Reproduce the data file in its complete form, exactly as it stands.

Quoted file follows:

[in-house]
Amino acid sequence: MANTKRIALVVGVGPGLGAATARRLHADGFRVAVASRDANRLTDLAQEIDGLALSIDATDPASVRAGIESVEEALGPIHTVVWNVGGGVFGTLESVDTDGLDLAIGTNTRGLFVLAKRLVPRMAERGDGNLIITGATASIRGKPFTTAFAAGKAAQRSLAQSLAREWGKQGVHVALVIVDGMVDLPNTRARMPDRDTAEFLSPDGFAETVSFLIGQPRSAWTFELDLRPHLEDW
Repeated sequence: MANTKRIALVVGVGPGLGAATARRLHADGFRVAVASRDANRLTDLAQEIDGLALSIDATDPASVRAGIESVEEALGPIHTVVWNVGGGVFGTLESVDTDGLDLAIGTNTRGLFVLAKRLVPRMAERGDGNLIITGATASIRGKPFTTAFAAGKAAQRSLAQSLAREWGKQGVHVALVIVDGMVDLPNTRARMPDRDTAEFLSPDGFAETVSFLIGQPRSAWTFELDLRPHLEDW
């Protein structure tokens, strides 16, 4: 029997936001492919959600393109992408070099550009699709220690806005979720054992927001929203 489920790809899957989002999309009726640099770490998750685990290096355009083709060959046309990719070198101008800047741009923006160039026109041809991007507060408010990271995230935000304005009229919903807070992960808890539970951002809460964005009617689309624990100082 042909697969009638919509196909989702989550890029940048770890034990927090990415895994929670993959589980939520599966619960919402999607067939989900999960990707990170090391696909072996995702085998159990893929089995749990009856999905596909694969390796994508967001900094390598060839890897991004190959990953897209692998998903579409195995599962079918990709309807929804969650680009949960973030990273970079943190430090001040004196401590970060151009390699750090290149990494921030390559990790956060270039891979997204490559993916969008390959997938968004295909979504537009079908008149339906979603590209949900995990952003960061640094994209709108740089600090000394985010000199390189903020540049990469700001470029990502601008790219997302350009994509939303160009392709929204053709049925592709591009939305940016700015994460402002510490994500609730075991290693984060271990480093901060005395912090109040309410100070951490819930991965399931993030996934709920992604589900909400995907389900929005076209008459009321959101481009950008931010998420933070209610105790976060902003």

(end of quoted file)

[in-house]
Amino acid sequence: MANTKRIALVVGVGPGLGAATARRLHADGFRVAVASRDANRLTDLAQEIDGLALSIDATDPASVRAGIESVEEALGPIHTVVWNVGGGVFGTLESVDTDGLDLAIGTNTRGLFVLAKRLVPRMAERGDGNLIITGATASIRGKPFTTAFAAGKAAQRSLAQSLAREWGKQGVHVALVIVDGMVDLPNTRARMPDRDTAEFLSPDGFAETVSFLIGQPRSAWTFELDLRPHLEDW
Repeated sequence: MANTKRIALVVGVGPGLGAATARRLHADGFRVAVASRDANRLTDLAQEIDGLALSIDATDPASVRAGIESVEEALGPIHTVVWNVGGGVFGTLESVDTDGLDLAIGTNTRGLFVLAKRLVPRMAERGDGNLIITGATASIRGKPFTTAFAAGKAAQRSLAQSLAREWGKQGVHVALVIVDGMVDLPNTRARMPDRDTAEFLSPDGFAETVSFLIGQPRSAWTFELDLRPHLEDW
């Protein structure tokens, strides 16, 4: 029997936001492919959600393109992408070099550009699709220690806005979720054992927001929203 489920790809899957989002999309009726640099770490998750685990290096355009083709060959046309990719070198101008800047741009923006160039026109041809991007507060408010990271995230935000304005009229919903807070992960808890539970951002809460964005009617689309624990100082 042909697969009638919509196909989702989550890029940048770890034990927090990415895994929670993959589980939520599966619960919402999607067939989900999960990707990170090391696909072996995702085998159990893929089995749990009856999905596909694969390796994508967001900094390598060839890897991004190959990953897209692998998903579409195995599962079918990709309807929804969650680009949960973030990273970079943190430090001040004196401590970060151009390699750090290149990494921030390559990790956060270039891979997204490559993916969008390959997938968004295909979504537009079908008149339906979603590209949900995990952003960061640094994209709108740089600090000394985010000199390189903020540049990469700001470029990502601008790219997302350009994509939303160009392709929204053709049925592709591009939305940016700015994460402002510490994500609730075991290693984060271990480093901060005395912090109040309410100070951490819930991965399931993030996934709920992604589900909400995907389900929005076209008459009321959101481009950008931010998420933070209610105790976060902003």